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By Cheerieann Kalouniviti

SUVA, Fiji (FijiSUN, August 16) –More than 3,000 squatter families face eviction in areas across Fiji.

A report by the Department of Housing and Squatter Settlement has given a breakdown of more then ten areas that will have to make way for housing lots.

According to the agency’s head, Dharam Lingam, squatting has become a major problem in Fiji due to the lack of affordable housing.

"Squatters facing eviction are 700 families from the Samabula Muslim League Estate, 600 families from Jittu Estate, 40 families from the Pony Club area, 1,100 families from the Vatuwaqa area, 344 tenants from the Public Rental Board flats at Grantham, 600 tenants from the smaller settlements in Samabula, Nabua and Nasinu," he said.

He added people were forced into squatting and lived in appalling conditions with very bad shelter, no water supply, and at times no electricity and overcrowding.

However, the reports further explained that cabinet had approved a squatter development and resettlement policy.

"The policy provides for squatter upgrading in areas of concentrated squatter housing. Such areas are being designed as residential upgrading areas," he said.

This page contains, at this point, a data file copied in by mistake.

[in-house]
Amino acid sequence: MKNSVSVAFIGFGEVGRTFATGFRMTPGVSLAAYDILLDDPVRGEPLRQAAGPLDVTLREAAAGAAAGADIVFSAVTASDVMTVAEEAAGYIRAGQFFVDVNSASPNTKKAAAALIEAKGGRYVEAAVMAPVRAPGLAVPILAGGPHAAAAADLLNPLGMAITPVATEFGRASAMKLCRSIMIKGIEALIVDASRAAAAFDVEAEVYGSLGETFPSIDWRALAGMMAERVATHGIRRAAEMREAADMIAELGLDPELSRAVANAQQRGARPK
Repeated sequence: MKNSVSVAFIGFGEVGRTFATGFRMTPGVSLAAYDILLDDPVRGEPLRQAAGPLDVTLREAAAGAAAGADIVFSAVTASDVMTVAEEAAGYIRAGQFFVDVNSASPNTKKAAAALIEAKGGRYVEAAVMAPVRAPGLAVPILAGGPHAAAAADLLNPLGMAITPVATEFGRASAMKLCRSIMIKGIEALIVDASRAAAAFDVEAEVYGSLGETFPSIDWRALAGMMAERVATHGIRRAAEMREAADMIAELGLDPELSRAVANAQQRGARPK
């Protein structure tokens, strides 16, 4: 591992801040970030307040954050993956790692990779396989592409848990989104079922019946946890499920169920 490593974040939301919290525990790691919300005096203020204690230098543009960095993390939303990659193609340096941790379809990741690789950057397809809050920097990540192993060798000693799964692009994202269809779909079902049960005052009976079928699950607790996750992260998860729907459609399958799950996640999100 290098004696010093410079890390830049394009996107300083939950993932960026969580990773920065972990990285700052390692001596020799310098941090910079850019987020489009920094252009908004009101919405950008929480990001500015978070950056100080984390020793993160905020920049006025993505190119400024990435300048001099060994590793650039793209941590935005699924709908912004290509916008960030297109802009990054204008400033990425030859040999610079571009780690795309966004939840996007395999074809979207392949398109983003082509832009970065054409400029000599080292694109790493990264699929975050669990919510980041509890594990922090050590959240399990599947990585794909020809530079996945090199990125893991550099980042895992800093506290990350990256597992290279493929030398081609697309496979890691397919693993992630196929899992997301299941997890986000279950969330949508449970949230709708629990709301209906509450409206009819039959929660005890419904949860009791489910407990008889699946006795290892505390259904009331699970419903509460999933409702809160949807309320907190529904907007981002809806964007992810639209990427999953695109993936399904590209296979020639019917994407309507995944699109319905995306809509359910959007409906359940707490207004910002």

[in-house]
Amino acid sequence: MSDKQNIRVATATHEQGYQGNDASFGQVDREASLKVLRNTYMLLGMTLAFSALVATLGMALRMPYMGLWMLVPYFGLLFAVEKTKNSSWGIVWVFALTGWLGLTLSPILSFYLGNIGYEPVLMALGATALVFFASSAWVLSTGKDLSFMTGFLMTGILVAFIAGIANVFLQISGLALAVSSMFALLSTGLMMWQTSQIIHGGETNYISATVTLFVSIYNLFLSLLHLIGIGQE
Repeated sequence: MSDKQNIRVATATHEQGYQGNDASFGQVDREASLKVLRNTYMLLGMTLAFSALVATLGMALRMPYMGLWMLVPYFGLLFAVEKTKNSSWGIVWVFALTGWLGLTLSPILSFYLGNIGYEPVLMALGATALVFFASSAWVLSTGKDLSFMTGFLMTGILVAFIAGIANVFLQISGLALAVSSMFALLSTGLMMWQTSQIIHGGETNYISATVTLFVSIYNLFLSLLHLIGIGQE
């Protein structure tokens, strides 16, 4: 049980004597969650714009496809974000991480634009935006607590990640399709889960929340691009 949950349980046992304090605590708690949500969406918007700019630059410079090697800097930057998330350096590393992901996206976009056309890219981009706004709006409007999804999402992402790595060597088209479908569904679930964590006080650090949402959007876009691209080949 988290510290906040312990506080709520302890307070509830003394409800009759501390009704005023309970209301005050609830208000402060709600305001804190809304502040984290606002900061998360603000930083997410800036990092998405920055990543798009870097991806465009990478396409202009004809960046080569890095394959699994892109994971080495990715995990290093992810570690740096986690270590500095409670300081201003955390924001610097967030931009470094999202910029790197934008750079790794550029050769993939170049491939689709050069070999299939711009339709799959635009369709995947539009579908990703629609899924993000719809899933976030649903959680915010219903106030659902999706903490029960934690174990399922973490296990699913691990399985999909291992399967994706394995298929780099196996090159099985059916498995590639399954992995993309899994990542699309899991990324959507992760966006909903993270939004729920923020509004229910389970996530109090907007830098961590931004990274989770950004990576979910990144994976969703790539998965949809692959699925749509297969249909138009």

Lingam said all the infrastructure and planning standards were made by the Ministry for Local Government, Housing and Squatter Settlement.

The report stated that there were 13,725 people squatting from all over Fiji and there are only 182 squatter settlements to cater for all these people.

"The statistics point to two things. Many poor people cannot afford proper housing and as a result families suffer from poor health, insecure tenure and an inability to progress. Secondly the squatter population is growing at a faster rate than the squatter resettlement programs.

Lingam said the 99-year leases were a common mechanism for making available crown and native land for development.

"Although at some point in the future the lease will expire, its renewal is virtually assured for residential developments," he said. The Minister for Local Government, Mataiasi Ragigia said that the pace of squatter settlement had accelerated since 2001. "Surveys in selected squatter and other informal housing areas in 2002 also suggest that these areas are rapidly growing and that housing conditions in these areas continue to be significantly worse than average," he said.


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